“Where are your mitts?”
I’m not sure who the woman is talking to, then a helmet emerges at the top of the bridge that arcs over the lagoon between Algonquin Island and Toronto Island, and a little boy appears. He’s maybe five, riding a scooter—without mitts.
Without missing a scoot, he plunges one hand into his pocket—now he’s getting ready to coast down the bridge to the road, one-handed. I can’t watch. But I don’t hear a crash and when I turn around, he and his mother are on their way to the ferry.
I will miss these little encounters when we leave the island—just a week from today. Anywhere else, the little boy would be strapped into the back seat of a car as his mother drives him to school. But there are no cars on the island, so everyone travels on foot, by bicycle, on scooters. One talented young man travels everywhere on his unicycle.
And sooner or later, we all meet on the ferry. Earlier this week I made the crossing with two of my neighbours. On the seven-minute journey, we discussed Henry James’ book The Portrait of a Lady (we agreed that the writing was a bit dense, and the pace of the story rather slow, but it’s a good read nonetheless). I admired the earrings the woman across from me was wearing—she makes them herself, in a workshop behind her house. When I asked her where I could by a pair, she shyly admitted that they could be purchased at the Art Gallery of Ontario. Then we talked about women’s pants for a bit, how you could wear an old blouse or sweater and still look okay, but if you got the width of your pantlegs wrong, you looked like a little old lady. Where else could this kind of exchange take place?
We will miss our neighbours, who have welcomed us into this tiny community in a way we hadn’t dare hope. We’ve dined with them, gone to the theatre with them, sat in the little church on the island with them—and their dogs. It was a new experience for both of us, going to church in the first place, but also sitting behind a very well-behaved dog who seemed to be listening attentively to the minister. No, the dog didn’t take communion.
I will miss walking on the beach with Dejan and Monty—yes, Monty is still with us. Who would have thought that he would outlast Bica? I will miss walking out the boardwalk and back each morning, then rewarding myself with a freshly baked muffin from the Island Café. Strawberry rhubarb, still hot from the oven. Apple spice. Banana nut… Oh, and peach muffins, in season. Maybe we should cancel our plans to go sailing.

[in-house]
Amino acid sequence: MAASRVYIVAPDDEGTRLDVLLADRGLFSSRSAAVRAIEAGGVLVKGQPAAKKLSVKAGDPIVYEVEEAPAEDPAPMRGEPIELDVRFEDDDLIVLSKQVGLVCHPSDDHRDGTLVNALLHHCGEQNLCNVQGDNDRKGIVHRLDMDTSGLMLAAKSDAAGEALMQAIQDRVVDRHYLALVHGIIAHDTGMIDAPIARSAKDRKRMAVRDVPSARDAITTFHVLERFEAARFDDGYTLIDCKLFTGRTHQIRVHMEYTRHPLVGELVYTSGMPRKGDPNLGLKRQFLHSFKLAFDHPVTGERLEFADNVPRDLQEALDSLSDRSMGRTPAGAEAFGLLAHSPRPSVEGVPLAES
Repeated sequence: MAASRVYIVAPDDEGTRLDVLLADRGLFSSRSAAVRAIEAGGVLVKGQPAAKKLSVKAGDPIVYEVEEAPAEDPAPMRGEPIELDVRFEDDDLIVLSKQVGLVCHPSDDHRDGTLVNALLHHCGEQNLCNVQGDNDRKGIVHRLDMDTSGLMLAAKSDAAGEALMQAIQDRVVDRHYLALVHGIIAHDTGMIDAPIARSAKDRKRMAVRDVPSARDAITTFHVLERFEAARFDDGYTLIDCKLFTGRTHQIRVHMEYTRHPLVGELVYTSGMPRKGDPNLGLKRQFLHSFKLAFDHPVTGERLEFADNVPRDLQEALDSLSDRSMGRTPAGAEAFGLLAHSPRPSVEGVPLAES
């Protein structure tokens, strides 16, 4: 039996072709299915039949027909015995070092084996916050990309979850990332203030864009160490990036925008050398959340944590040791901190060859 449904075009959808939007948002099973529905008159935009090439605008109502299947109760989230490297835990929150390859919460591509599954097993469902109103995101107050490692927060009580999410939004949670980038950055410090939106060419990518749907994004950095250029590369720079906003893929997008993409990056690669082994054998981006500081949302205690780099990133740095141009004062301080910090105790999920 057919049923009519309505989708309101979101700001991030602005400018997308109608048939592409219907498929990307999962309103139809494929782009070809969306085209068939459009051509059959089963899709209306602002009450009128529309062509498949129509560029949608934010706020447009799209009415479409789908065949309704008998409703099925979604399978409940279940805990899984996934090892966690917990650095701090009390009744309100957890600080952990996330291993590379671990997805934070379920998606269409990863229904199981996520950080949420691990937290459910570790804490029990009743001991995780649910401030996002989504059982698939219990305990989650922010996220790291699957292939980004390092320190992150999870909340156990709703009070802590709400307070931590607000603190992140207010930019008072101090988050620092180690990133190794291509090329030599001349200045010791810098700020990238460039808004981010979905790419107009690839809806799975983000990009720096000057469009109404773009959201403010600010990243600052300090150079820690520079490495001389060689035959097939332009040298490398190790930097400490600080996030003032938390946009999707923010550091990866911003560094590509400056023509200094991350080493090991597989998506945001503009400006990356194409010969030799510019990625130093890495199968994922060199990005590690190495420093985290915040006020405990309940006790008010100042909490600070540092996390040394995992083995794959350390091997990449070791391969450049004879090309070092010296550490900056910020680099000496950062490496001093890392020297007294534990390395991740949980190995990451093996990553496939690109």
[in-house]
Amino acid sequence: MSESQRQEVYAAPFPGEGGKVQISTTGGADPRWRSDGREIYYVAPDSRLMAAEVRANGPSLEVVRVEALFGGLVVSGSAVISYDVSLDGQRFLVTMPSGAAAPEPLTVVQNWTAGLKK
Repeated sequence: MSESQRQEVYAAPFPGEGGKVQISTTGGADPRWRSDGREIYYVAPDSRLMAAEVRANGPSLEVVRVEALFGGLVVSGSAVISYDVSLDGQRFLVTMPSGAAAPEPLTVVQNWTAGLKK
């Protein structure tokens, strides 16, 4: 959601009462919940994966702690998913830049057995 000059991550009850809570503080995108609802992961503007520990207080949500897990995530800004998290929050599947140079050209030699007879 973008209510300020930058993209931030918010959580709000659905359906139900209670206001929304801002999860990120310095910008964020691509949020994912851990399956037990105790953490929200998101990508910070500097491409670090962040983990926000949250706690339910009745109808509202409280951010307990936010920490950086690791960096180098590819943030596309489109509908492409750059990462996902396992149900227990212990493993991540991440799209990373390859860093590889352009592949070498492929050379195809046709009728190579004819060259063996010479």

But I don’t think Chris would go for that. And frankly, neither would I. We’ve spent the winter cosy in our island home, admiring the Toronto skyline while we pore over charts and pilot guides, planning our next adventure. It’s going to be a big one. This time, we have both retired for good. We can wander as long as we want.
The boat is in Gaspé right now, where there is still snow on the ground, lots of it, and lots more to come, according to the forecast. We will drive there after Easter with our new sail and dingy engine lift and engine oil filters and a couple new bilge pumps and filters for the water system and…
I’ll spare you the full list.
We’ll dig out the boat, if necessary, and get it all ready to launch, then drive back to Ontario and wait for winter to end in the maritimes. Surely we’ll be able to launch after the May 24th weekend? Then a summer of sailing in the maritimes and in August, we plan to cross from Newfoundland to the Azores, maybe winter in the south of Portugal, make our way to the UK in the spring.
Who knows what after that? And who knows if that’s what we’ll do? You know what they say about the best laid plans of mice and men… But it doesn’t matter. We’ll be doing our favourite thing: making it up as we go along.
2 thoughts on “Best laid plans”
Well, congratulations on the “both retired for good” status! 🙂 I love the thought of you being back in the Azores. Adventure well!!
Safe travels…Looking forward to the continuation of this blog. Monte missed his good bye hug. Me too.